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Two new reports have put the Emergency Medical Treatment and Labor Act (EMTALA) under the microscope and concluded that enforcement of the federal law needs to be revamped. The policies and process of EMTALA need improvement, according to the reports, titled EMTALA: Survey of Hospital Emergency Departments and EMTALA: The Enforcement Process, both issued by the Washington, DC-based Office of Evaluation and Inspections.
The reports underscore the need for a national prudent layperson standard, argues Robert Schafermeyer, MD, FACEP, president of the Dallas-based American College of Emergency Physicians (ACEP) and associate chair for the department of emergency medicine at Carolinas Medical Center in Charlotte, NC. Schafermeyer says that the reports provide strong evidence of the growing health care crisis by pointing to the national nursing shortage and recent closures of hospitals and EDs.
"The most important take-home message is that EMTALA has had a significant impact on the nation’s EDs, and that managed care plans should pay for EMTALA-related services," said Schafermeyer. "These reports also confirm the need for recognition of uncompensated care as a legitimate practice expense for emergency physicians."
Here are key recommendations made by the reports:
• EMTALA: Survey of Hospital Emergency Departments. The report notes that EMTALA requires hospitals to provide medical screening exams and stabilizing treatment for all patients, but imposes no requirements on managed care plans to pay for these services. It states that many private health plans are not paying for emergency services not authorized before they are rendered. This trend leaves hospitals with the choice of calling the health plan before the exam, and possibly violating EMTALA, or waiting until after the exam and risking non-payment, says Schafermeyer. To address this, the report recommends legislation that compels managed care plans to reimburse hospitals for EMTALA-related services.
The report’s findings showed that most ED staff are familiar with EMTALA. However, many are unaware of recent policy changes and believe current regulations exceed the intent of the law, says the report. Therefore, the OIG recommends that additional efforts should be made to communicate policy decisions.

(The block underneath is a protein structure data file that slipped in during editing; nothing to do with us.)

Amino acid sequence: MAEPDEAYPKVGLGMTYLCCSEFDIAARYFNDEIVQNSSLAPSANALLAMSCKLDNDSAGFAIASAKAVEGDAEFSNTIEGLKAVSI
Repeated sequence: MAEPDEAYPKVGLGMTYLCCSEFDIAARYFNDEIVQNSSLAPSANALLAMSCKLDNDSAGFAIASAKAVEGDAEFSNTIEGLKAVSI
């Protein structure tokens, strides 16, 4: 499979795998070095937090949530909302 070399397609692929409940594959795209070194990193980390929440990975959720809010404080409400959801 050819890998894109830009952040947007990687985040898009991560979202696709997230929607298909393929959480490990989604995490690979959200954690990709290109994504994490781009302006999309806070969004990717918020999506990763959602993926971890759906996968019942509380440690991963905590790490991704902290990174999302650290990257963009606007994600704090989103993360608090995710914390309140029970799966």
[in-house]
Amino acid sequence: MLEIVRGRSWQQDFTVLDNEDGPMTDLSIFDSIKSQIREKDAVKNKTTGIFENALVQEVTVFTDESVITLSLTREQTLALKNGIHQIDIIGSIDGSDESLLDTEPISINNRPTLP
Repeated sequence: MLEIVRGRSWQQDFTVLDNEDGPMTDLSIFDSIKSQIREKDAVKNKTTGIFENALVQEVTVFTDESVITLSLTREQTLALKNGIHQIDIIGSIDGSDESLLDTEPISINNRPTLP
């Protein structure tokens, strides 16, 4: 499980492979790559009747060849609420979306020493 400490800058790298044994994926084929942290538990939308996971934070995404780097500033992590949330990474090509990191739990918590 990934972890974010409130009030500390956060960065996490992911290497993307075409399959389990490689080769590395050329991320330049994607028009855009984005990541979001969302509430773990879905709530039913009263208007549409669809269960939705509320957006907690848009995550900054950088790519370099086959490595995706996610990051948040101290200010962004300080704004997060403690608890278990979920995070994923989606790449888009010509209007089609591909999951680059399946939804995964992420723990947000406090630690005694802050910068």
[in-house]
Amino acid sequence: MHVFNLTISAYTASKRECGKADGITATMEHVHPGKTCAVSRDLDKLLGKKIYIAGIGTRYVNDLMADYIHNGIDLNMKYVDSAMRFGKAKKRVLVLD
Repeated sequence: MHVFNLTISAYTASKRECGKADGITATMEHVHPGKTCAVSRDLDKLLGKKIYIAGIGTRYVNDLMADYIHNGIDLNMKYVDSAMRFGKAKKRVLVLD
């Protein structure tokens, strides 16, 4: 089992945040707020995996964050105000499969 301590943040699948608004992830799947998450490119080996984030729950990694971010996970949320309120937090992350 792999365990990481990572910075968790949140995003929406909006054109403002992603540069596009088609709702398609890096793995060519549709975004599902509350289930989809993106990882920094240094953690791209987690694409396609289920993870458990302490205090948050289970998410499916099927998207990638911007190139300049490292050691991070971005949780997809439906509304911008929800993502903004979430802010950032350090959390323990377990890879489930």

The survey of hospital EDs shows that physicians, nurses, and registration staff are more familiar with the requirements of EMTALA than on-call physicians, notes Schafermeyer. "This means we need to work with hospitals to ensure that on-call specialists understand their obligations, so that access to necessary specialty services is ensured for our patients."
• EMTALA: The Enforcement Process. This report concluded that EMTALA enforcement is compromised by long delays, inadequate feedback, and regional inconsistencies. It recommends HCFA do the following:
— increase its oversight of regional offices;
— improve data collection and access;
— establish an EMTALA technical advisory group, with representation from organizations including ACEP, the American Hospital Association, the American Association of Health Plans, state surveyors, and patient advocacy groups.
Read the reports and share them with your colleagues, advises Schafermeyer. "These reports show the day-to-day challenges faced by ED managers to obtain on-call physicians," he says. "They also show the difficult position they find themselves in when managed care plans do not reimburse for services not authorized before they are rendered."
Single copies of the reports EMTALA: The Enforcement Process (OEI-09-98-00221; 1/01) and EMTALA: Survey of Hospital Emergency Departments (OEI-09-98-00220; 1/01) are available at no charge. To order, contact:
• Office of Inspector General, Public Affairs Office, Room 5541, Cohen Building, 330 Independence Ave. S.W., Washington, DC 20201. Telephone: (202) 619-1343. Fax: (202) 260-8512. E-mail: JHoltz@os.dhhs.gov. The reports can also be downloaded at no charge at www.hhs.gov/oig/oei/reports/a509.pdf and www.hhs.gov/oig/oei/reports/a510.pdf.